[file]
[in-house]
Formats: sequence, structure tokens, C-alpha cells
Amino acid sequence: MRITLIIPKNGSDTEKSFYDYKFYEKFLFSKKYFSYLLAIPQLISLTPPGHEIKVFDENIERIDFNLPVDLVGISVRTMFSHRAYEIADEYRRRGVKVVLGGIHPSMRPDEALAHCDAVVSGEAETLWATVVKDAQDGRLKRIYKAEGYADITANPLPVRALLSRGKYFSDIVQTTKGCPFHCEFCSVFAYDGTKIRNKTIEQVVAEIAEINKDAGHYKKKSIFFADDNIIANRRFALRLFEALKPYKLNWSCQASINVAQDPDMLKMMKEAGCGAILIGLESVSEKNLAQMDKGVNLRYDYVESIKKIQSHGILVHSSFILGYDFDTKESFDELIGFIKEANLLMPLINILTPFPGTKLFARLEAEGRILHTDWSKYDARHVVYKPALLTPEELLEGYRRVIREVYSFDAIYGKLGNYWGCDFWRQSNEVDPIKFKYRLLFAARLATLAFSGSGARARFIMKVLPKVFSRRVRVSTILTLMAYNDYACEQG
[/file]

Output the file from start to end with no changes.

[in-house]
Formats: sequence, structure tokens, C-alpha cells
Amino acid sequence: MRITLIIPKNGSDTEKSFYDYKFYEKFLFSKKYFSYLLAIPQLISLTPPGHEIKVFDENIERIDFNLPVDLVGISVRTMFSHRAYEIADEYRRRGVKVVLGGIHPSMRPDEALAHCDAVVSGEAETLWATVVKDAQDGRLKRIYKAEGYADITANPLPVRALLSRGKYFSDIVQTTKGCPFHCEFCSVFAYDGTKIRNKTIEQVVAEIAEINKDAGHYKKKSIFFADDNIIANRRFALRLFEALKPYKLNWSCQASINVAQDPDMLKMMKEAGCGAILIGLESVSEKNLAQMDKGVNLRYDYVESIKKIQSHGILVHSSFILGYDFDTKESFDELIGFIKEANLLMPLINILTPFPGTKLFARLEAEGRILHTDWSKYDARHVVYKPALLTPEELLEGYRRVIREVYSFDAIYGKLGNYWGCDFWRQSNEVDPIKFKYRLLFAARLATLAFSGSGARARFIMKVLPKVFSRRVRVSTILTLMAYNDYACEQG